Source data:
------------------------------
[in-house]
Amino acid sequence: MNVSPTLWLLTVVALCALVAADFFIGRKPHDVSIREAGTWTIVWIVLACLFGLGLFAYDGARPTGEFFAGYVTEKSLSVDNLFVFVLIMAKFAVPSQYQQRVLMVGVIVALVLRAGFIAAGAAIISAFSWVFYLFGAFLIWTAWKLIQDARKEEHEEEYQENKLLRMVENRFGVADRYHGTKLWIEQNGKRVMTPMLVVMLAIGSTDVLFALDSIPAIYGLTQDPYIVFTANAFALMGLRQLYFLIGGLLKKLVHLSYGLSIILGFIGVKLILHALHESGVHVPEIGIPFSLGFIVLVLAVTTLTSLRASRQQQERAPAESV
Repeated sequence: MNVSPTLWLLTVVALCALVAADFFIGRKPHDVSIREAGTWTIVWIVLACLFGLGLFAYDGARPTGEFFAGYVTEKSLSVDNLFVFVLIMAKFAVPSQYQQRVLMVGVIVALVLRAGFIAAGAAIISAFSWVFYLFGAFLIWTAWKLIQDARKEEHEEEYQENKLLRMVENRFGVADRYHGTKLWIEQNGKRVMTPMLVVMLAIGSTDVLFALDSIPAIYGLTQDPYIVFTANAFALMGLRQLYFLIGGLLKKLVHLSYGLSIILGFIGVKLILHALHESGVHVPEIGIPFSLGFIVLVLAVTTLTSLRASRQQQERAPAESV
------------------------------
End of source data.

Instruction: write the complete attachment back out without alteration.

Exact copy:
[in-house]
Amino acid sequence: MNVSPTLWLLTVVALCALVAADFFIGRKPHDVSIREAGTWTIVWIVLACLFGLGLFAYDGARPTGEFFAGYVTEKSLSVDNLFVFVLIMAKFAVPSQYQQRVLMVGVIVALVLRAGFIAAGAAIISAFSWVFYLFGAFLIWTAWKLIQDARKEEHEEEYQENKLLRMVENRFGVADRYHGTKLWIEQNGKRVMTPMLVVMLAIGSTDVLFALDSIPAIYGLTQDPYIVFTANAFALMGLRQLYFLIGGLLKKLVHLSYGLSIILGFIGVKLILHALHESGVHVPEIGIPFSLGFIVLVLAVTTLTSLRASRQQQERAPAESV
Repeated sequence: MNVSPTLWLLTVVALCALVAADFFIGRKPHDVSIREAGTWTIVWIVLACLFGLGLFAYDGARPTGEFFAGYVTEKSLSVDNLFVFVLIMAKFAVPSQYQQRVLMVGVIVALVLRAGFIAAGAAIISAFSWVFYLFGAFLIWTAWKLIQDARKEEHEEEYQENKLLRMVENRFGVADRYHGTKLWIEQNGKRVMTPMLVVMLAIGSTDVLFALDSIPAIYGLTQDPYIVFTANAFALMGLRQLYFLIGGLLKKLVHLSYGLSIILGFIGVKLILHALHESGVHVPEIGIPFSLGFIVLVLAVTTLTSLRASRQQQERAPAESV